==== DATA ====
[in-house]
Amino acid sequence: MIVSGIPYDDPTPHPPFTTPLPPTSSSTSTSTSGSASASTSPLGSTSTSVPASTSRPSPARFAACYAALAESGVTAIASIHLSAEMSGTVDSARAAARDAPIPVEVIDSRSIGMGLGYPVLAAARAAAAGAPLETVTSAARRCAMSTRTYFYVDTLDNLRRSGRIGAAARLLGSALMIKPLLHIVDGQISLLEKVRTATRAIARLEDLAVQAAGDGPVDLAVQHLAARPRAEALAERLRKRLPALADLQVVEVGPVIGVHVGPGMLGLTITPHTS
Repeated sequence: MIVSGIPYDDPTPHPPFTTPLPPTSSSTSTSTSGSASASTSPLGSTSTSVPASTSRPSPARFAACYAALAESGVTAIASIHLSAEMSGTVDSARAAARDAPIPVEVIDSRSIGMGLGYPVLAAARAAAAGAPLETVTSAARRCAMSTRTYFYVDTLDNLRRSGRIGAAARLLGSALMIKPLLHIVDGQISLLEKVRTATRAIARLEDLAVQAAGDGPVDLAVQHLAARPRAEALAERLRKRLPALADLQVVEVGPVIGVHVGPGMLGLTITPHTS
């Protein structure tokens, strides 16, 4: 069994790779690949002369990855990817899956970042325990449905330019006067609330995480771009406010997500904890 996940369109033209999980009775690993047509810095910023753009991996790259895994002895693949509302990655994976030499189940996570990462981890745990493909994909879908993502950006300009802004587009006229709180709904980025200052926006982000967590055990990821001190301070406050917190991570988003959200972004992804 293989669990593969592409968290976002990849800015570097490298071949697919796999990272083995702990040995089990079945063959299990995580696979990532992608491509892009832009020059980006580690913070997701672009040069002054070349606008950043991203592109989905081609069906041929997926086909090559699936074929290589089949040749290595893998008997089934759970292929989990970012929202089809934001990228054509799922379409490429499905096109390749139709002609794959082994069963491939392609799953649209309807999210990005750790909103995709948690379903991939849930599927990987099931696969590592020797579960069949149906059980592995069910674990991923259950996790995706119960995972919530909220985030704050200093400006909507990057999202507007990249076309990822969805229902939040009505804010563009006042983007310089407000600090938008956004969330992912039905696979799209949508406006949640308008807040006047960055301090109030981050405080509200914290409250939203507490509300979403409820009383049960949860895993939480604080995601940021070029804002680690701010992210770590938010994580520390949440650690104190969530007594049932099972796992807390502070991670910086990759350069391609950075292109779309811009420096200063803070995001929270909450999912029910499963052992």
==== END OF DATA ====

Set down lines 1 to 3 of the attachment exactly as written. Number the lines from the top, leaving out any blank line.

[in-house]
Amino acid sequence: MIVSGIPYDDPTPHPPFTTPLPPTSSSTSTSTSGSASASTSPLGSTSTSVPASTSRPSPARFAACYAALAESGVTAIASIHLSAEMSGTVDSARAAARDAPIPVEVIDSRSIGMGLGYPVLAAARAAAAGAPLETVTSAARRCAMSTRTYFYVDTLDNLRRSGRIGAAARLLGSALMIKPLLHIVDGQISLLEKVRTATRAIARLEDLAVQAAGDGPVDLAVQHLAARPRAEALAERLRKRLPALADLQVVEVGPVIGVHVGPGMLGLTITPHTS
Repeated sequence: MIVSGIPYDDPTPHPPFTTPLPPTSSSTSTSTSGSASASTSPLGSTSTSVPASTSRPSPARFAACYAALAESGVTAIASIHLSAEMSGTVDSARAAARDAPIPVEVIDSRSIGMGLGYPVLAAARAAAAGAPLETVTSAARRCAMSTRTYFYVDTLDNLRRSGRIGAAARLLGSALMIKPLLHIVDGQISLLEKVRTATRAIARLEDLAVQAAGDGPVDLAVQHLAARPRAEALAERLRKRLPALADLQVVEVGPVIGVHVGPGMLGLTITPHTS